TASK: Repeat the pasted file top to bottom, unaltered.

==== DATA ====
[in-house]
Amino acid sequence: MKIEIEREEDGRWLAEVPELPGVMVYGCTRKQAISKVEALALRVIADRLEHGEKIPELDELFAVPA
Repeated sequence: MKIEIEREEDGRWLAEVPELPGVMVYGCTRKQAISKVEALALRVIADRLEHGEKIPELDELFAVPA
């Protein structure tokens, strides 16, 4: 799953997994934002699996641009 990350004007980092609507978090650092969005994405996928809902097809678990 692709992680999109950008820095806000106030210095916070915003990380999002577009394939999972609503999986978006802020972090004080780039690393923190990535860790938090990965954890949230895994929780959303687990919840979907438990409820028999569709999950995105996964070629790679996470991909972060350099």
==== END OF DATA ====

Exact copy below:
[in-house]
Amino acid sequence: MKIEIEREEDGRWLAEVPELPGVMVYGCTRKQAISKVEALALRVIADRLEHGEKIPELDELFAVPA
Repeated sequence: MKIEIEREEDGRWLAEVPELPGVMVYGCTRKQAISKVEALALRVIADRLEHGEKIPELDELFAVPA
């Protein structure tokens, strides 16, 4: 799953997994934002699996641009 990350004007980092609507978090650092969005994405996928809902097809678990 692709992680999109950008820095806000106030210095916070915003990380999002577009394939999972609503999986978006802020972090004080780039690393923190990535860790938090990965954890949230895994929780959303687990919840979907438990409820028999569709999950995105996964070629790679996470991909972060350099």